Sunday, August 1, 2010

Read: "Houston Homicide" by Bill Crider and Clyde Wilson

Read: Houston Homicide by Bill Crider and Clyde Wilson, 2007, 9781594146039.

Good. The neat thing about this is that it is not a Sheriff Rhodes novel. Crider has plenty of novels but this is the first non-Rhodes book I have gotten too. Salina PL has several other Crider novels, including several westerns, but I don't think I'll get to them this trip.

Police procedural with Ted "Steve" Stephens set in 1969 Houston. Steve is a homicide dick who gets assigned to a triple murder. Steve's wife has recently left him after bizarrely thinking Steve was having an affair. Steve gets assistance in the murder case from well known and well publicized local private eye Clive Watson.

Steve investigates. Steve identifies suspects. Steve clashes with Other Detective working the case. Other Detective is a mostly incompetent jerk. Steve has support of boss. Steve worries over wife. Clive misses dead wife. Steve keeps investigating. Wife gets mental health help. Steve realizes he is a nut for work and devotes himself more to wife. Steve finds killer and through help of Clive gets confession and finds murder weapon.

Comments:
1. I went to the shelf to get the second collaboration by Crider and Wilson, Mississippi Vivian, but the dang book was checked out already.
2. This could easily sell as a modern inspirational novel where faith takes a back seat to story but is integral to the characters. Waatson is a fairly devout guy and there are some discussions of religion and faith. Especially at the end when a witness who is becoming a nun has a rapid recovery from cancer.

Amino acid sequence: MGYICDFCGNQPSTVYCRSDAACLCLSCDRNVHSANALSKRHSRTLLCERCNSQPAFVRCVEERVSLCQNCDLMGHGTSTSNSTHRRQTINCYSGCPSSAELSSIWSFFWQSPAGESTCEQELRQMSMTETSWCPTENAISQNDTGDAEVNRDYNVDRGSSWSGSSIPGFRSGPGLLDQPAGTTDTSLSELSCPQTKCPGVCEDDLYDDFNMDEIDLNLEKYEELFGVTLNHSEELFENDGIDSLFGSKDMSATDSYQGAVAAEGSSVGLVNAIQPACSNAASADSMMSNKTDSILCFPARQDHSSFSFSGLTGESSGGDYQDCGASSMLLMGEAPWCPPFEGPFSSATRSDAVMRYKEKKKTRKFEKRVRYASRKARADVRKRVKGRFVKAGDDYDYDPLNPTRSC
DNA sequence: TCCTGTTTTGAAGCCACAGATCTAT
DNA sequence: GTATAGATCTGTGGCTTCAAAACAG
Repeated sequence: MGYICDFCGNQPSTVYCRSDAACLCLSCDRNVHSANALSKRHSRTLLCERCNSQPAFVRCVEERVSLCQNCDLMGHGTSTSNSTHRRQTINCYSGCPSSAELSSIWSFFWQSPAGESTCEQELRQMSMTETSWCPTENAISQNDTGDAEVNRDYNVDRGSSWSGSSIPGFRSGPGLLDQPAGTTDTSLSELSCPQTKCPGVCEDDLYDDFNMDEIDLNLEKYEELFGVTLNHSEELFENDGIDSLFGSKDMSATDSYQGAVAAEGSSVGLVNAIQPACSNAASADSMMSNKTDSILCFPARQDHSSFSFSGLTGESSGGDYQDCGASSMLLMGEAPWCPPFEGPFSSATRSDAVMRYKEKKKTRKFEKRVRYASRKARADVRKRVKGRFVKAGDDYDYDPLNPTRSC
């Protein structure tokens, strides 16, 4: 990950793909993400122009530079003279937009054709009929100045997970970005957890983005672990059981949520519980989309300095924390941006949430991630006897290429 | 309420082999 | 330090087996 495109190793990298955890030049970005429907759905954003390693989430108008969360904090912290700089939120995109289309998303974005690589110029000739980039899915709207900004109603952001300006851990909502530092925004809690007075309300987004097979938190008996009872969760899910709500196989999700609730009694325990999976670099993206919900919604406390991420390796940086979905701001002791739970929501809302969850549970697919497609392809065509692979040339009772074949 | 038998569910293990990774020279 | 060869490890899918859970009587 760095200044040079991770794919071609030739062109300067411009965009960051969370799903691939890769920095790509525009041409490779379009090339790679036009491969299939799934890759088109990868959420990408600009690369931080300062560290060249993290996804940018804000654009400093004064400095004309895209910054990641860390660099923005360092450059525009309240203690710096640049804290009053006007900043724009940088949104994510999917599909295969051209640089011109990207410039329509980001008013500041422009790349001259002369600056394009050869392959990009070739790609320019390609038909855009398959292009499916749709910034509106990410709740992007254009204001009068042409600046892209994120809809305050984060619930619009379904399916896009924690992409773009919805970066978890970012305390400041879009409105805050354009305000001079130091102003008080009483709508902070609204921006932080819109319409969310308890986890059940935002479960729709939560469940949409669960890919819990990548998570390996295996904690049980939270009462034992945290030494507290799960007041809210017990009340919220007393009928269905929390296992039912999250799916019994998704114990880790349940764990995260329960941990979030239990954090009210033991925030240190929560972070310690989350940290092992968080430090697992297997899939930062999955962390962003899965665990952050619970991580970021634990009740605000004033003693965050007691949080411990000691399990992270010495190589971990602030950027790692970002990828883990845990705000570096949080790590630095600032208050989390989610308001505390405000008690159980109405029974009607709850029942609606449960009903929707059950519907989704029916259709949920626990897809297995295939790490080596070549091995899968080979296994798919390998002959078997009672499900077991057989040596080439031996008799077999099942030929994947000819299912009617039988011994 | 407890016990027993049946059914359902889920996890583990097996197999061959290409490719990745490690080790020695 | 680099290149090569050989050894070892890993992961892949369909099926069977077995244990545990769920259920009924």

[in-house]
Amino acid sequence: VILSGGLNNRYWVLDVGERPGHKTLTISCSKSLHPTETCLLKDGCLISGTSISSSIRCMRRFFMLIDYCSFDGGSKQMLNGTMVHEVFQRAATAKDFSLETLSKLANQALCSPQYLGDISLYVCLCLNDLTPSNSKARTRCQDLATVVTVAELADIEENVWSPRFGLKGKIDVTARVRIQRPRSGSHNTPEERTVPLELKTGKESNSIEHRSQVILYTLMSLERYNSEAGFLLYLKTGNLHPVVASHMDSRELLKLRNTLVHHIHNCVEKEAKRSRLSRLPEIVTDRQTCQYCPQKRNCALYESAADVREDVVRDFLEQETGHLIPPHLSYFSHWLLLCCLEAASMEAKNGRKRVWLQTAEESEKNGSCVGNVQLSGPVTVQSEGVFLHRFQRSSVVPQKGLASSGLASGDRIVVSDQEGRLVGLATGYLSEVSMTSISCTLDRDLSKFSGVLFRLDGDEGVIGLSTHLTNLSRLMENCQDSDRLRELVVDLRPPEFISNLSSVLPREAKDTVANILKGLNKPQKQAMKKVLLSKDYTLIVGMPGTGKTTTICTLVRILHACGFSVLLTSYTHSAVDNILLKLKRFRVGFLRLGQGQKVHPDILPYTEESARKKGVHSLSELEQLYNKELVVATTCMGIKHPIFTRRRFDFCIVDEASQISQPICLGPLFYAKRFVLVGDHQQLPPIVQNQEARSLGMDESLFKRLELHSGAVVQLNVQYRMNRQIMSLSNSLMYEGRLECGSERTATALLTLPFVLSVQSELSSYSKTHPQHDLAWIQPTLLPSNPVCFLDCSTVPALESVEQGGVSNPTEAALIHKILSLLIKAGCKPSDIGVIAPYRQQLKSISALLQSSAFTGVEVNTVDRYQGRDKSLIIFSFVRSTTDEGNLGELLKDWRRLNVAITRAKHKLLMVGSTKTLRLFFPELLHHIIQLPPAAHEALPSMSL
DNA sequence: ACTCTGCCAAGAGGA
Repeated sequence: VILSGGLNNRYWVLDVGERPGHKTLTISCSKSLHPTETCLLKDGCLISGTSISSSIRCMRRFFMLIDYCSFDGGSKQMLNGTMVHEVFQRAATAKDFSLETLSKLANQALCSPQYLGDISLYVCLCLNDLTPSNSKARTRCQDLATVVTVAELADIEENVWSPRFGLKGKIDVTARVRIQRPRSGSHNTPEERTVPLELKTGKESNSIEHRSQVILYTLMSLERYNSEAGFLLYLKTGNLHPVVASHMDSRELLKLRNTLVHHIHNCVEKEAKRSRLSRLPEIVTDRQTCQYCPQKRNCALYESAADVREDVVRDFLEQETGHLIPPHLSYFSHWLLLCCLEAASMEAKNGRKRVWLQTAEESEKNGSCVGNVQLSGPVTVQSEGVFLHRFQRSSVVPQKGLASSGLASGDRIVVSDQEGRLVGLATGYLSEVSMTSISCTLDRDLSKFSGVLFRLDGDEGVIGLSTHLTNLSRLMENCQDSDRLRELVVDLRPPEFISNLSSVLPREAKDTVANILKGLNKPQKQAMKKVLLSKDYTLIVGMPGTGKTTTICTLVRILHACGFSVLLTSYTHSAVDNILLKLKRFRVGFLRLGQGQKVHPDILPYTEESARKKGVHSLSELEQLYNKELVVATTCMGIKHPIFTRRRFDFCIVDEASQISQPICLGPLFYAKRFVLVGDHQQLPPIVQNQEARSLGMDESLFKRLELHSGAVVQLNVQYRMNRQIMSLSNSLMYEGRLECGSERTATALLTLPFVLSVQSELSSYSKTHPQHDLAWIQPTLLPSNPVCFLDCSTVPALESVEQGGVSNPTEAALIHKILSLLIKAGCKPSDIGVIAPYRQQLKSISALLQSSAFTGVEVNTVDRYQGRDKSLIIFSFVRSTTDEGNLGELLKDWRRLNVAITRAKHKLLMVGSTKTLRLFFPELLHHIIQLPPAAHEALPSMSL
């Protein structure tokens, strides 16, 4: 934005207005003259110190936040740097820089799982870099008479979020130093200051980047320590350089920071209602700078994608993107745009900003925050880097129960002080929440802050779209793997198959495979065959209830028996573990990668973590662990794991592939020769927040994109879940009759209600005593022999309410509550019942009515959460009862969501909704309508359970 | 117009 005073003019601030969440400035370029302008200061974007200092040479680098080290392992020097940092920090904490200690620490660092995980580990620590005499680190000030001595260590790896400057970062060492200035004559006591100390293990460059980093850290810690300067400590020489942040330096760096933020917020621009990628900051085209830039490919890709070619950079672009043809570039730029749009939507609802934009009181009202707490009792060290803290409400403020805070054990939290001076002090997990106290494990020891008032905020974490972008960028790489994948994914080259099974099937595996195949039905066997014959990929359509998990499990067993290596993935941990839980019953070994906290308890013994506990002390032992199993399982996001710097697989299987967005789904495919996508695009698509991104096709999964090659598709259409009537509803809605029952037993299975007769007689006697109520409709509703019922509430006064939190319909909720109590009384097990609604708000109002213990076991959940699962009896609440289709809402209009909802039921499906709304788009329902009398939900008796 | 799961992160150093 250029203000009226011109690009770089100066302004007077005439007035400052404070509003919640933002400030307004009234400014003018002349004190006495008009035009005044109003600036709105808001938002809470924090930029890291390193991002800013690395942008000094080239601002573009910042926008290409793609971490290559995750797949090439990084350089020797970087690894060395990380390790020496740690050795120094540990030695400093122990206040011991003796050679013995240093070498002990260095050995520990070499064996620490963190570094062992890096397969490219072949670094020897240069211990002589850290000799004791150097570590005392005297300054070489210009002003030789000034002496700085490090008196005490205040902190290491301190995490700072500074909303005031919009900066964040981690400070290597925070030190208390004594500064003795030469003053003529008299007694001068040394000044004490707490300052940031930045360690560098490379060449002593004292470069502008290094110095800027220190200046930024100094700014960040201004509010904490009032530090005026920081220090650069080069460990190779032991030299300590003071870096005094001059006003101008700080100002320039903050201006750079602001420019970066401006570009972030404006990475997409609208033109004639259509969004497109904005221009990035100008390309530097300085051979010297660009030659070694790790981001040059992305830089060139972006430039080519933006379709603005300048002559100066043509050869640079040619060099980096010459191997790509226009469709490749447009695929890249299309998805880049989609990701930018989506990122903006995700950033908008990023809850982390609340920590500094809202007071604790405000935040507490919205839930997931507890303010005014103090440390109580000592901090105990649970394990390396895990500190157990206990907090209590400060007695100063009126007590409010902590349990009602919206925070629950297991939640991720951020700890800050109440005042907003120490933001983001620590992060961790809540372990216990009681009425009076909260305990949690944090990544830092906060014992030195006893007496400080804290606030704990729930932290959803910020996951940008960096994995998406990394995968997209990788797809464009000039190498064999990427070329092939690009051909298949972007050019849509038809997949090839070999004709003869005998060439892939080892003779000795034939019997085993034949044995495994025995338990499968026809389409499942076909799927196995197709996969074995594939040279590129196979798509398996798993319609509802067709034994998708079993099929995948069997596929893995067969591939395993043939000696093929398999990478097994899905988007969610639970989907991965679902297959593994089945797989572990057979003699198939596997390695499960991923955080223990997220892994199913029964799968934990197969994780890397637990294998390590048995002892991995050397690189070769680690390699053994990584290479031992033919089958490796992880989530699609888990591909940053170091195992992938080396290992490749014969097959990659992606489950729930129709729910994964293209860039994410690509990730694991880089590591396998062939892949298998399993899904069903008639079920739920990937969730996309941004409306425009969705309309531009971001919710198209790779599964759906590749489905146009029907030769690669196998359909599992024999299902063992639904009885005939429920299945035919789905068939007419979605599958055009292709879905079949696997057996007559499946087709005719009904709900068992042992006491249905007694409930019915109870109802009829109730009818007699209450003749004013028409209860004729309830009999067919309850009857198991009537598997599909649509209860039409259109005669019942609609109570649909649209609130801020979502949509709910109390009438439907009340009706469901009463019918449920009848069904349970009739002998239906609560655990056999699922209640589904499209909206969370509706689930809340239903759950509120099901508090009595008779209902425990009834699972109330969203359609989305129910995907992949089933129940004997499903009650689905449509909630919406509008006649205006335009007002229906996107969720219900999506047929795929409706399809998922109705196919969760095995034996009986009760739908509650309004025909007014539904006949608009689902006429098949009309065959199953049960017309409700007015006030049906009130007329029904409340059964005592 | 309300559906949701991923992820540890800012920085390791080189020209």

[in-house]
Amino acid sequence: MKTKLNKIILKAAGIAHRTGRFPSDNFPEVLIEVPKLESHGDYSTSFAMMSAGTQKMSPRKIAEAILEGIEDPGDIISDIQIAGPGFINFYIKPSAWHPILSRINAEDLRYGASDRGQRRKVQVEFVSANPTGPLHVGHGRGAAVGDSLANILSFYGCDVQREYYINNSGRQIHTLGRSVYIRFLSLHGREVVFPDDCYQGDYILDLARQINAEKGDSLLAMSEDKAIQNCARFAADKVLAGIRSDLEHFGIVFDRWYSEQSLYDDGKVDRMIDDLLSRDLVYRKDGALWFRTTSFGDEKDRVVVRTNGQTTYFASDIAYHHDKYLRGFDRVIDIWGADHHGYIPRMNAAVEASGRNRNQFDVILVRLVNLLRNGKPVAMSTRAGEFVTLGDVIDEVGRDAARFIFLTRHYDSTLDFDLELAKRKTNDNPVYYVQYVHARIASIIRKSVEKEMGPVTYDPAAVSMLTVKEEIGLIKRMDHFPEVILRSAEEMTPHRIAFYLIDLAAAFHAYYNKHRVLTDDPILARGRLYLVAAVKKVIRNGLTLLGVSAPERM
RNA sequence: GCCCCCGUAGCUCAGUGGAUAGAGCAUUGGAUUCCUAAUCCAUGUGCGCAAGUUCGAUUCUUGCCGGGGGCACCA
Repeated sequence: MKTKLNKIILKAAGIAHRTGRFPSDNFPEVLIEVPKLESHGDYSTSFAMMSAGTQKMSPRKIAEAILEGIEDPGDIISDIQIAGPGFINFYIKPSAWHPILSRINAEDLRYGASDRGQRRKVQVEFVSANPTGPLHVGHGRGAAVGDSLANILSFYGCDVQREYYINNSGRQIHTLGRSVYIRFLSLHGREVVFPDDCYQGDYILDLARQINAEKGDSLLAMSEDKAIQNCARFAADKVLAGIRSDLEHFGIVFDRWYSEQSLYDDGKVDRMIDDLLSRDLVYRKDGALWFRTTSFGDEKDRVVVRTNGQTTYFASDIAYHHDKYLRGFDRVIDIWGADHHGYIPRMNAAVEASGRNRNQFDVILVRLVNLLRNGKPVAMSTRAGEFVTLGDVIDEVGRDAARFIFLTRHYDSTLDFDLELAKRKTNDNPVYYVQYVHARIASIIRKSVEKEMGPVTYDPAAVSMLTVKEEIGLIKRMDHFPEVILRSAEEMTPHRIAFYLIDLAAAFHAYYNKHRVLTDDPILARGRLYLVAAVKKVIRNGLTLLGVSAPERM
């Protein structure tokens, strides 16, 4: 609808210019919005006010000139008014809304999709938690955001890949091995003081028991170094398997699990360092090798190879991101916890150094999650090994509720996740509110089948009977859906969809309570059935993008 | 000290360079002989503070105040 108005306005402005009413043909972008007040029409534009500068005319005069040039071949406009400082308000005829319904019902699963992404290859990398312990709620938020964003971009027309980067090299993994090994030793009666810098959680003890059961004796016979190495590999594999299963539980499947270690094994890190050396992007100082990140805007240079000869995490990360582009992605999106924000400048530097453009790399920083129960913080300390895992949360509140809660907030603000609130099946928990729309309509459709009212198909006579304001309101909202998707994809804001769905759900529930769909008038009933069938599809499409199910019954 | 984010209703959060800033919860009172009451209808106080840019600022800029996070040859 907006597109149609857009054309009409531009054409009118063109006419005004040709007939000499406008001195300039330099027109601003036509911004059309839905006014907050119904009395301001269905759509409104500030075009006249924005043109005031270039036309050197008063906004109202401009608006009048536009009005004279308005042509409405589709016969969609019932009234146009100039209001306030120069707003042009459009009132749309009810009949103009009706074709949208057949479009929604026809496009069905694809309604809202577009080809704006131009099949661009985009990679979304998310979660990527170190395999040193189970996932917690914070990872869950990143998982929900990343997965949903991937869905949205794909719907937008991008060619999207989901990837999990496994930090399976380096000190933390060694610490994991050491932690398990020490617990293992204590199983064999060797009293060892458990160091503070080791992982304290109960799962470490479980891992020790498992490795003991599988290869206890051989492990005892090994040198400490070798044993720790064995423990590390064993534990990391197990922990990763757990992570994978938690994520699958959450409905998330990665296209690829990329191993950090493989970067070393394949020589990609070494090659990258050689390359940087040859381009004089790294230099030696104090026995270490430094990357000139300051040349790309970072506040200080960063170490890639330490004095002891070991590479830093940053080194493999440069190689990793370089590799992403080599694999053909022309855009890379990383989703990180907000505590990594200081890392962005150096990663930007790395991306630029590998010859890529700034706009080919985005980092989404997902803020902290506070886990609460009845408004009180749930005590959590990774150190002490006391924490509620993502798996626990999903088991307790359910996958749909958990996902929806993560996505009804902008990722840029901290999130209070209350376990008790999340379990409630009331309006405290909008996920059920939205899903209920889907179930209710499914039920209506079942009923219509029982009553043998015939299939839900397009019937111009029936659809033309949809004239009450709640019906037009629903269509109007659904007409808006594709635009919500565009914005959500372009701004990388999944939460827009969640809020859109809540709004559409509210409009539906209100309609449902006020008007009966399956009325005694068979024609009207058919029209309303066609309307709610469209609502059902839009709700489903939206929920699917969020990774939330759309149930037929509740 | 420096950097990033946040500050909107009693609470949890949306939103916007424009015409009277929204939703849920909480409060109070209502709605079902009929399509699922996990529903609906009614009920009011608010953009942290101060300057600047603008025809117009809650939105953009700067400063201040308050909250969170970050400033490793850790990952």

3. Rhodes not Rhoades.
4. Anachronisms? Yellow crime scene tape and (something else I do not recall). When did that type of tape start getting used? What was used before? When did police realize the importance of protecting crime scenes.
5. Why don't cop shows ever have perimeter cops recording who goes in and out of crime scenes?
6. Screw-up between revolver and semi-auto really annoyed me in the first few pages.
7. Everyone but Steve smokes cigarettes.
EDIT 8. Something I forgot to mention is the gay characters. One is the murderer and the other is a undercover investigator for Watson. The gay-ness is not an issue with either Steve or Wilson. I remember sometime in the early nineties or so when a gay guy was murdered in Tyler. The case made the national news not because the victim was killed for being queer but that the Tyler police were very aggressive in investigating and catching the killer(s). My father mentioned he was surprised that the cops were so reactive.

1 comment:

Bill Crider said...

I blame Clyde for any screw-ups. Sadly, he's not here to deny them. As for the part about religion, you're the first person to comment on it. It was very important to Clyde that that come through in the book, so I'm glad you noticed.